I am loving the blog. Gina is an awesome chef and a really nice person (I know, I’ve met her!). She has weekly dinner plans to help make meal time a breeze. Best of all, she gives you an amazing guide to help you assess the recipes that are best for you (Weight Watchers, Vegetarian, Paleo, Gluten-Free). I am planning for lots of vegetables, a moderate amount of protein/fruit/grains, and low sugar/processed foods/gluten.

I thought I’d blog about the foods I’m eating with photos and simple recipes. Some won’t really be recipes at all, but an easy compiling of foods (like a salad). Please follow along and let me know how it’s going for you. Also, I’m taking quick photos to post, so please forgive any less-than-stellar photographs.

Day 1:

Breakfast: Scrambled Eggs with Salmon and Fried Onions

I used some leftovers I found in my refrigerator. Some already broil salmon (about 6 ounces). One piece of salmon should be about 1” in width. You can also ask your fishmonger to cut 6 oz. pieces. Salmon is a great food to eat, as it’s high in the nutrients and minerals your body needs to stay healthy (you can read about some of the health benefits here ( I also used 3 eggs (you could only whites if you want) and half an onion. If I had scallions or spinach I would have used those too. I really like adding extra vegetables as often as possible.

I sprayed the pan with canola oil and added the onions. I cooked those until a bit crispy on the edges. In a separate bowl I scrambled the eggs and crumbled up the salmon. I poured the egg mixture over the onions. I ate half of this and saved the remaining half for tomorrow. I ate this with a cup of decaffeinated coffee and a tablespoon of non-fat, non-dairy creamer, as well as a glass of water. Try to drink 2 8oz. cups of water with every meal and you’ll be on your way to staying hydrated.

Eggs with Salmon and Crispy Onions


Lunch: Salad with Tomatoes, Corn, Avocado and Grilled Shrimp

I am heading to my favorite restaurant for lunch, Truck, in Bedford, NY. It’s farm-fresh meets Mexican. Most of the ingredients are locally sourced and seasonally based. The food is incredible (same holds true for the specialty cocktails and dessert). Again, this is pretty easy to make. You can follow the Tortilla Salad recipe on my blog and add the protein of your choice. The amount of protein you use should equal the size of your fist. If you want to make shrimp, but don’t know how, leave a comment and I’ll post some additional information. I would omit the tortillas for myself, as I’m avoiding processed foods (tortillas are from the factory, not the farm, unless you are making them from scratch) and gluten.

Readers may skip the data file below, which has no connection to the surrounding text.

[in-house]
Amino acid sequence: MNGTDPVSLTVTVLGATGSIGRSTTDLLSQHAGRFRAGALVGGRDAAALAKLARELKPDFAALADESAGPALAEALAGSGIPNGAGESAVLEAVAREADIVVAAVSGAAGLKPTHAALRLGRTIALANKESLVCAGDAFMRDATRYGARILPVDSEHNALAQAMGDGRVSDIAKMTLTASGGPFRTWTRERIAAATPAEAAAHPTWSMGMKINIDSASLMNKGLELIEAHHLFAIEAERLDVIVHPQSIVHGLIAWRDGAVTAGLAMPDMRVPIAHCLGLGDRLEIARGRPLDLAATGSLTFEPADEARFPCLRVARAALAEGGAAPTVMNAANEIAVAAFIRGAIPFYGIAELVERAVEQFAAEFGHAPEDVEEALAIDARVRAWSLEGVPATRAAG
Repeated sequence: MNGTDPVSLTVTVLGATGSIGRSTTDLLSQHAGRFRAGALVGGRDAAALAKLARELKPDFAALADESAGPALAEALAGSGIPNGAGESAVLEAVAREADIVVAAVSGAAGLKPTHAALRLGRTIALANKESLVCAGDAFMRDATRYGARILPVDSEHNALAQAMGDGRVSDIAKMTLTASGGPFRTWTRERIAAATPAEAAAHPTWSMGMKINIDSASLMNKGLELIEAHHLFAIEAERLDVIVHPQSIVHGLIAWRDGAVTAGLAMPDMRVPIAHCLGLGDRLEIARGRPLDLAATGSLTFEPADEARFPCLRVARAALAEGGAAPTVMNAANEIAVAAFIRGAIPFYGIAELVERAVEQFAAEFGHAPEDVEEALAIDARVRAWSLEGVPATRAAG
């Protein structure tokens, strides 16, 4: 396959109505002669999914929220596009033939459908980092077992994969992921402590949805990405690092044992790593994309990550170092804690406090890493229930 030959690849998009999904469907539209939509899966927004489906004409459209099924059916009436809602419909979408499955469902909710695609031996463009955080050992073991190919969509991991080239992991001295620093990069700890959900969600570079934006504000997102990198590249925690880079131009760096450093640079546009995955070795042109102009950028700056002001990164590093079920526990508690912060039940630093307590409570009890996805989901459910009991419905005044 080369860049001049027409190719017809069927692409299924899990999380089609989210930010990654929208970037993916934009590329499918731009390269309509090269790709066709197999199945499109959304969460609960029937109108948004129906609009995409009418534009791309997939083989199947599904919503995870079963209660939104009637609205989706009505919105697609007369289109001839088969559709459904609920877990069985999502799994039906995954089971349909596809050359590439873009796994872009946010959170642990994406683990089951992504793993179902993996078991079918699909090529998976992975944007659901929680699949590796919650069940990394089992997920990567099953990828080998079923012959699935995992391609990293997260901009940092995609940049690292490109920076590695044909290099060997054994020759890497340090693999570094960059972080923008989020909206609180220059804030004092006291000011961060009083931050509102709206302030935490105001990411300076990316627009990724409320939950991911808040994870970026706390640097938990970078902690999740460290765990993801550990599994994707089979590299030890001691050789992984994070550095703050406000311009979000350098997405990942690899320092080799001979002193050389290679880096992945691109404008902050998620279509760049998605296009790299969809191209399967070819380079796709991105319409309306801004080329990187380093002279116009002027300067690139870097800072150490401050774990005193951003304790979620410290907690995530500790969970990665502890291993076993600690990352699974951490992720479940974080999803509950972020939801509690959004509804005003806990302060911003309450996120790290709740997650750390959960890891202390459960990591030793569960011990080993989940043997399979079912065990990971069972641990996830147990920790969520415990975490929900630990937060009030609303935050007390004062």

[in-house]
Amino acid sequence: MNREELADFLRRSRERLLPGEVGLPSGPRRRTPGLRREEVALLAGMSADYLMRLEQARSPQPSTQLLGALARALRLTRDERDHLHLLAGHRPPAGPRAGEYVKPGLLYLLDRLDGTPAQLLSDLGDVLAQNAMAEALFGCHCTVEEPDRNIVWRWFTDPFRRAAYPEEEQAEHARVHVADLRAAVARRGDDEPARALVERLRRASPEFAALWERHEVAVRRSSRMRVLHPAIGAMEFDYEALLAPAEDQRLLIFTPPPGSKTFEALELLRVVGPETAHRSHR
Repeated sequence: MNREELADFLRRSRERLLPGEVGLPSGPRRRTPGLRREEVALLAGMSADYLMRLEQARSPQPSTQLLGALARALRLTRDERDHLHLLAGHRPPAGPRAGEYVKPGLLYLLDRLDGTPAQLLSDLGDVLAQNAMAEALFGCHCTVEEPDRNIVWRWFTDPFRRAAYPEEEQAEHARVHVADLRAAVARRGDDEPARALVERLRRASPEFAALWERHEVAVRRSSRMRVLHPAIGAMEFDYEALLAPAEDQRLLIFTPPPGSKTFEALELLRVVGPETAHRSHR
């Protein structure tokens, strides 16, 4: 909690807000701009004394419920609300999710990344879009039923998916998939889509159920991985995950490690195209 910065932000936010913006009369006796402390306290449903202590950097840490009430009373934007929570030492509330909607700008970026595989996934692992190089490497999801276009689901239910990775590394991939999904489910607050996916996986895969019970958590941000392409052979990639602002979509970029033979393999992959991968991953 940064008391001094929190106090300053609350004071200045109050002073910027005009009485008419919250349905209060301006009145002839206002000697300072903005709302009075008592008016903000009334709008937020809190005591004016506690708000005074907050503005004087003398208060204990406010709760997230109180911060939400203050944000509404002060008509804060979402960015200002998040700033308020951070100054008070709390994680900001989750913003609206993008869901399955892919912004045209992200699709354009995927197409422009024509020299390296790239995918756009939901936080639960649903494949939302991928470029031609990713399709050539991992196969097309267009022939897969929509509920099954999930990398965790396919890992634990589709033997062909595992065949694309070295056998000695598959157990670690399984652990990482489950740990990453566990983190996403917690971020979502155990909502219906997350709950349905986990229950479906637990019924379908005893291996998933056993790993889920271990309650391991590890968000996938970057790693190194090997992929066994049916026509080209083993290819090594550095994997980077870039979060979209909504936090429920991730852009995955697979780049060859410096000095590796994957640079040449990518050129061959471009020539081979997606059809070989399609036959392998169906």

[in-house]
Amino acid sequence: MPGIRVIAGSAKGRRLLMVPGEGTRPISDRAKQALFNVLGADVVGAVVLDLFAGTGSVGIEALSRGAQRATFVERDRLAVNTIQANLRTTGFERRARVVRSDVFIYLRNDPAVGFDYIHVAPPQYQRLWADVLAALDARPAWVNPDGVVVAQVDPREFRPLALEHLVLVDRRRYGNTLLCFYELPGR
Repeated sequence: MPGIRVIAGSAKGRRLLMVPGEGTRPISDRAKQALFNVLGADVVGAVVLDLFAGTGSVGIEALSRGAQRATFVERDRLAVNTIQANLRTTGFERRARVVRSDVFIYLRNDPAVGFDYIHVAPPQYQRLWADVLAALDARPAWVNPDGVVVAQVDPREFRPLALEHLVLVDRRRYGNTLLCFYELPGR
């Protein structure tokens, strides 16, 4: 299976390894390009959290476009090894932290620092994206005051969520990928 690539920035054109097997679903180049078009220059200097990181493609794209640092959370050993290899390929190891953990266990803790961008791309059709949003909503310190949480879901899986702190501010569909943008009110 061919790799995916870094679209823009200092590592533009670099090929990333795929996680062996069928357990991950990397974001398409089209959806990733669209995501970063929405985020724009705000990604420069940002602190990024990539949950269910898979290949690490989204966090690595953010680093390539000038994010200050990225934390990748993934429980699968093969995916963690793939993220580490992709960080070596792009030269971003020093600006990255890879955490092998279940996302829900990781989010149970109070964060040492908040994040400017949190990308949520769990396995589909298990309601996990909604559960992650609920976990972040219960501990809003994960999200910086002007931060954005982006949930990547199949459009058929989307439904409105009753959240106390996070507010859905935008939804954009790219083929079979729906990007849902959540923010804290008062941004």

Tortilla Salad

Here’s the recipe


Snack: Apple


Dinner: Taco Stuffed Zucchini Boats

Here’s the recipe


Dessert: Baked Pear with Cinnamon Ricotta

Here’s the recipe,,10000002002233,00.html. I’ve never made it before, but it sounds like a perfect, sweet treat.


Posted in Main meals

Roasted Brussels Sprouts with Honey Balsamic Glaze

March 21st, 2016

Roasted Brussels Sprouts

It’s been a long time since my last post. Have you heard this before? My apologies again!  This year has been filled with exciting changes for my family, but those also came with a much bigger time commitment. My three children are now in three different schools all over the county. They all play different sports and have different activities. I will have to learn to write my entries on an ipad so that I won’t be as horribly delinquent in the future. But this is the year of kindness, so I won’t beat myself up for not writing more often. I’ll simply get back on the wagon and move forward.

While I haven’t posted much this year, I’ve been trying recipes from other bloggers and tinkering in my own kitchen. My favorite new dinner is a recipe I found on Buzz Feed by Christine Byrne for Lighter Alfredo Pasta with Mushrooms and Spinach It’s quick, easy and delicious. I make it with a combination of spiralized zucchini noodles and Annie Chun’s Brown Rice Mai Fun noodles. I use low fat cream cheese too. It’s great! I also made S’mores Chocolate Fudge Bars from Cookies and Cups These need no introduction. They are perfect.

At home I made Honey Balsamic Brussels Sprouts. A week after eating dinner at one of my favorite restaurants, The Cookery, in Dobbs Ferry, NY, I was still dreaming about their Brussels sprouts. Sweet, salty, crunchy, my mouth would literally start watering just thinking about these Brussels sprouts! Who talks about green vegetables with such gusto and admiration? Enough talk more action. Just make them!


1 bag Brussels sprouts, trimmed
1-2 tablespoons olive oil
Salt and pepper

3 tablespoons honey
2-tablespoon balsamic vinegar


Heat the oven to 425 degrees. Using a rimmed and lined baking sheet, rub the olive oil, salt and pepper on the Brussels sprouts.  Roast for about 25 minutes or until dark and nicely browned. Transfer to a serving bowl. In a small bowl, mix together the honey and vinegar. Drizzle the sauce over the Brussels sprouts and serve hot.

*These can also be deep fried for a crunchier and more decadent sprout. Please use a splatter top, as even when seemingly very dry, these little sprouts make quite a hot mess.